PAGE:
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Prove that of sum square root of 2 and square root of 3 is not rational

by transgalactic
Tags: prove, rational, root, square
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transgalactic
#1
Nov22-08, 12:27 AM
P: 1,398
prove that the square root of 2 plus the square root of 3 is not rational?

does always the sum of two not rational numbers is a not rational number?



i know the proof 2 = a^2/b^2
i separately proved that square root of 2 and square root of 3 are irrational

how two prove that the sum of two such numbers is irrational too?

whats the formal equation proof?
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Mark44
#2
Nov22-08, 12:38 AM
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P: 21,216
Quote Quote by transgalactic View Post
prove that the square root of 2 plus the square root of 3 is not rational?

does always the sum of two not rational numbers is a not rational number?



i know the proof 2 = a^2/b^2
i separately proved that square root of 2 and square root of 3 are irrational

how two prove that the sum of two such numbers is irrational too?

whats the formal equation proof?
Try a proof by contradiction. Suppose that [tex]\sqrt{2} + \sqrt{3} = \frac{a}{b}[/tex]
where a and b are integers with no common factors.

For your second question [tex]\sqrt{5} + (-\sqrt{5}) = 0 [/tex]
Those are both irrational numbers, but their sum is rational.
nicksauce
#3
Nov22-08, 12:47 AM
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Well clearly two irrational numbers can sum to give a rational number. For example (2+sqrt(2)) + (2 -sqrt(2)).

To show that the sqrt(2) + sqrt(3) is irrational, you can start with
a = sqrt(2) + sqrt(3)
Manipulate to get
a^4 - 10a^2 + 1 = 0

Then you can use the rational roots theorem, that shows that the only rational roots of this equation can be +- 1. http://en.wikipedia.org/wiki/Rational_root_theorem

Chaos2009
#4
Nov22-08, 12:48 AM
P: 81
Prove that of sum square root of 2 and square root of 3 is not rational

Quote Quote by Mark44 View Post
For your second question [tex]\sqrt{5} + (-\sqrt{5}) = 0 [/tex]
Those are both irrational numbers, but their sum is rational.
Somehow, that just seems like cheating, but it does fit the problem we were given.
nicksauce
#5
Nov22-08, 12:50 AM
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Quote Quote by Chaos2009 View Post
Somehow, that just seems like cheating, but it does fit the problem we were given.
Any mathematical statement can be disproved by a counterexample. The simpler the counterexample, the better.
transgalactic
#6
Nov22-08, 01:31 AM
P: 1,398
ok i will try to prove by contradiction:
suppose
(2)^0.5 + (3)^0.5 is a rational number
(if we multiply a rational number by a rational number we will get a rational number "h")
5+2*(2)^0.5 * (3)^0.5=h
24=h^2 -10*h +25

h^2 -10*h +1=0
what to do now?
nicksauce
#7
Nov22-08, 01:55 AM
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As I suggested earlier, make use of the rational roots theorem.
transgalactic
#8
Nov22-08, 02:11 AM
P: 1,398
by this rational roots theorem
the possible roots is +1 and -1

not one of the represent the actual roots of h^2 -10*h +1=0

what is the next step in the prove?
Mark44
#9
Nov22-08, 05:19 PM
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What did you set out to do in your post #6?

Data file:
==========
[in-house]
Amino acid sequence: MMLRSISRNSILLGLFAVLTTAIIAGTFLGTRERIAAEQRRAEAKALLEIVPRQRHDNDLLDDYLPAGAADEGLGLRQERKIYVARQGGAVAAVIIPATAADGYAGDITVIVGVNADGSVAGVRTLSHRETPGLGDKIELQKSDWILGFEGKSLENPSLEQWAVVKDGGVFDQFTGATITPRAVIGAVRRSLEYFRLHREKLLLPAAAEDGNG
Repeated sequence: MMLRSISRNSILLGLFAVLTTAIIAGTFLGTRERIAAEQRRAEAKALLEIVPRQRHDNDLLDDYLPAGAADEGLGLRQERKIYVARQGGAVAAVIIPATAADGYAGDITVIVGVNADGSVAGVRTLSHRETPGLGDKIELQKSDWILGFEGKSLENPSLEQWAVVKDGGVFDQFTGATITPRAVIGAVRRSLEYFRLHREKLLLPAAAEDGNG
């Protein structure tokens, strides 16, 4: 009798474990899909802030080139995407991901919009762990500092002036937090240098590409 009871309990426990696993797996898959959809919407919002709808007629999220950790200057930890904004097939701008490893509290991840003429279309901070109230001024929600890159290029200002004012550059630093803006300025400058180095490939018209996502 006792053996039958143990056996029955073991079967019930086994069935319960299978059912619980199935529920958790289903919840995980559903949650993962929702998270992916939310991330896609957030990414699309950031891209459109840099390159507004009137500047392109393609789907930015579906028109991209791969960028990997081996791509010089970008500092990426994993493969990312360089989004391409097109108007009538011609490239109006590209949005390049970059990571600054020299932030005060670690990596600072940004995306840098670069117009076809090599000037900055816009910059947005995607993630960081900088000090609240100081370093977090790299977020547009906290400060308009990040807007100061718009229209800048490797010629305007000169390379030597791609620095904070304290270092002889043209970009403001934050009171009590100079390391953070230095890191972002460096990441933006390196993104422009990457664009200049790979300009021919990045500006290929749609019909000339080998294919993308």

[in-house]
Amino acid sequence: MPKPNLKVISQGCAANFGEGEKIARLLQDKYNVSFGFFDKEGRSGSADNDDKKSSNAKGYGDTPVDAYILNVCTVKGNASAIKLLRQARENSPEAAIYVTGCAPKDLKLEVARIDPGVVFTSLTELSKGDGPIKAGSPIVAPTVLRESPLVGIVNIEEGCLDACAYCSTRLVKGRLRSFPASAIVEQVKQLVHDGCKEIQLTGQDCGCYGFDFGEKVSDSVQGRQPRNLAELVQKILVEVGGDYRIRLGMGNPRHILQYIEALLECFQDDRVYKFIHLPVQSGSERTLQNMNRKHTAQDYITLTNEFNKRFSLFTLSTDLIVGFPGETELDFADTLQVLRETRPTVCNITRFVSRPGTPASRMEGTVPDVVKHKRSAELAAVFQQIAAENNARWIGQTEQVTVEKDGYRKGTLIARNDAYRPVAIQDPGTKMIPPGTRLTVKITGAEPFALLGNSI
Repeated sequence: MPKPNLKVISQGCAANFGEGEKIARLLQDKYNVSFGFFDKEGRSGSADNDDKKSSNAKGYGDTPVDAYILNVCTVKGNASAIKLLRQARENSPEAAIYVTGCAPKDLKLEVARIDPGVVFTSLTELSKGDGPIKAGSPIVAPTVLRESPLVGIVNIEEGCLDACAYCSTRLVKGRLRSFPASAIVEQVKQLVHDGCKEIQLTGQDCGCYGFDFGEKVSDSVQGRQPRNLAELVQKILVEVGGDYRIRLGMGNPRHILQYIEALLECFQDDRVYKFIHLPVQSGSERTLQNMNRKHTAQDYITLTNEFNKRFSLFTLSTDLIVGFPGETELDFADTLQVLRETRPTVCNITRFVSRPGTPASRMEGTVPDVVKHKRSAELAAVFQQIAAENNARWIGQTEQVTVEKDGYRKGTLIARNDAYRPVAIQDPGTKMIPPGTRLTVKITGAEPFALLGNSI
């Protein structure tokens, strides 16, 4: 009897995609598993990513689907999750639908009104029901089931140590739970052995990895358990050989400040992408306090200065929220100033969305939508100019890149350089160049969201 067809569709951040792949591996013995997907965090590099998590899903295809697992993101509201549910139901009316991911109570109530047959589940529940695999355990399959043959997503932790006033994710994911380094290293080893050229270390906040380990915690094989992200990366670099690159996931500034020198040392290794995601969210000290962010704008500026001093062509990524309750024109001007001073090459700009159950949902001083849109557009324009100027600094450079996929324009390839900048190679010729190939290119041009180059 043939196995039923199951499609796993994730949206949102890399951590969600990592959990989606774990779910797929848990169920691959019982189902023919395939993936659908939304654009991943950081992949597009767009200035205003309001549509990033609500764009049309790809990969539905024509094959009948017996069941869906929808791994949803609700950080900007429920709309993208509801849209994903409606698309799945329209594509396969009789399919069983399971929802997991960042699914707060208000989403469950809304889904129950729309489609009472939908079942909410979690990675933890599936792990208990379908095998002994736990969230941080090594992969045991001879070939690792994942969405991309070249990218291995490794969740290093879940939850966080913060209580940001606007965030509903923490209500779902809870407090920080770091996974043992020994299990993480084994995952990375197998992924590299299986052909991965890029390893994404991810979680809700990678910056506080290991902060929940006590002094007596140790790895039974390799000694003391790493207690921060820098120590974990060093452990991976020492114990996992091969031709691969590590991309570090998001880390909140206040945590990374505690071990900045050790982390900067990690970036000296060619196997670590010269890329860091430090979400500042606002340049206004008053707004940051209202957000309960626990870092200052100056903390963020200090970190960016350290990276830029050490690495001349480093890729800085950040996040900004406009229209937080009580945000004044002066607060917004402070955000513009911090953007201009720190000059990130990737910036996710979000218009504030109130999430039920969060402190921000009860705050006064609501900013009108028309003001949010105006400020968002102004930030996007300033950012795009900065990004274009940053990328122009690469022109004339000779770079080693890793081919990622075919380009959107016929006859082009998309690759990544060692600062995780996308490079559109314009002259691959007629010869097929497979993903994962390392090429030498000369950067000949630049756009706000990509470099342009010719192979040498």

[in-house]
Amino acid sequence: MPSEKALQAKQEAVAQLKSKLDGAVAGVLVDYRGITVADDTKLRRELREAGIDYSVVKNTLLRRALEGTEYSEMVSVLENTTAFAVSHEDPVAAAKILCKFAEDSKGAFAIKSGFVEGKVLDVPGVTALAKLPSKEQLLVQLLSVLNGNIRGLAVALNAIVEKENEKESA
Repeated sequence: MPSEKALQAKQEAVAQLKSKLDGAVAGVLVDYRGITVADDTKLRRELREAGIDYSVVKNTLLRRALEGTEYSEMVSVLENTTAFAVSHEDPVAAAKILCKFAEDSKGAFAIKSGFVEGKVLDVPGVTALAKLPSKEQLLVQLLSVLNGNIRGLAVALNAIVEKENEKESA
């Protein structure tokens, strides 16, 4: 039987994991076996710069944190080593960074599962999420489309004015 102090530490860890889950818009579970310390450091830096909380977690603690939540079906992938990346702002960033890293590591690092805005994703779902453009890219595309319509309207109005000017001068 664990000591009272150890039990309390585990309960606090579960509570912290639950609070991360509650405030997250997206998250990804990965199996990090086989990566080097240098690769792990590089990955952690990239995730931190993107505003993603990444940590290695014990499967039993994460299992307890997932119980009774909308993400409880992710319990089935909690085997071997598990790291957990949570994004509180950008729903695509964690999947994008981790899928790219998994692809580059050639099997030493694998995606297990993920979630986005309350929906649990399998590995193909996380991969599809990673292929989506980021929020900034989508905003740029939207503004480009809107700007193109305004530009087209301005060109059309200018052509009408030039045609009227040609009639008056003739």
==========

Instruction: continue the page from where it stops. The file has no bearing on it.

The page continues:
Quantumpencil
#10
Nov22-08, 07:34 PM
P: 96
You don't need anything but parity to prove this.

Prove



[tex]\sqrt{2}+\sqrt{3} = (p/q)[/tex]
[tex]2 \sqrt{6}+5 = p^{2}/q^{2}[/tex]

You know that the rationals form a field, which implies all the terms in the sum must be a rational.

Now all that remains is to show [tex]\sqrt{6}[/tex] is irrational. So just show that if it equals p/q, p and q must both be even.
transgalactic
#11
Nov23-08, 12:52 AM
P: 1,398
Quote Quote by transgalactic View Post
ok i will try to prove by contradiction:
suppose
(2)^0.5 + (3)^0.5 is a rational number
(if we multiply a rational number by a rational number we will get a rational number "h")
5+2*(2)^0.5 * (3)^0.5=h
24=h^2 -10*h +25

h^2 -10*h +1=0
what to do now?
the root test showed me that there is no rational roots for this equation.
is it fair to consider "h" irrational because of it?

i was told that if we dont have a rational roots it doesnt mean that
"h" is always irrational,"h" could be a complex number.

??
Mark44
#12
Nov23-08, 12:59 AM
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If a number is complex, it certainly isn't a rational number. If h^2 - 10h + 1 = 0 doesn't have any rational roots, then there is no solution for h that is rational.
transgalactic
#13
Nov23-08, 01:07 AM
P: 1,398
you meant "irrational" (in the end) right?
Mark44
#14
Nov23-08, 01:16 AM
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I edited my reply. The last part should have said "there is no solution that is rational."
jay17
#15
Jun22-09, 02:12 AM
P: 1
Quote Quote by nicksauce View Post
Well clearly two irrational numbers can sum to give a rational number. For example (2+sqrt(2)) + (2 -sqrt(2)).

To show that the sqrt(2) + sqrt(3) is irrational, you can start with
a = sqrt(2) + sqrt(3)
Manipulate to get
a^4 - 10a^2 + 1 = 0

Then you can use the rational roots theorem, that shows that the only rational roots of this equation can be +- 1. http://en.wikipedia.org/wiki/Rational_root_theorem
how did you arrive at a^4 - 10a^2 + 1 = 0?
need help
Mentallic
#16
Jun22-09, 05:43 AM
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Well since we've already summoned this thread from the grave...
Quote Quote by jay17 View Post
how did you arrive at a^4 - 10a^2 + 1 = 0?
need help
[tex]a=\sqrt{2}+\sqrt{3}[/tex]

[tex]a^2=(\sqrt{2}+\sqrt{3})^2=2+2\sqrt{2}\sqrt{3}+3=5+2\sqrt{6}[/tex]

[tex](a^2-5)^2=(2\sqrt{6})^2[/tex]

[tex]a^4-10a^2+25=24[/tex]

[tex]a^4-10a^2+1=0[/tex]


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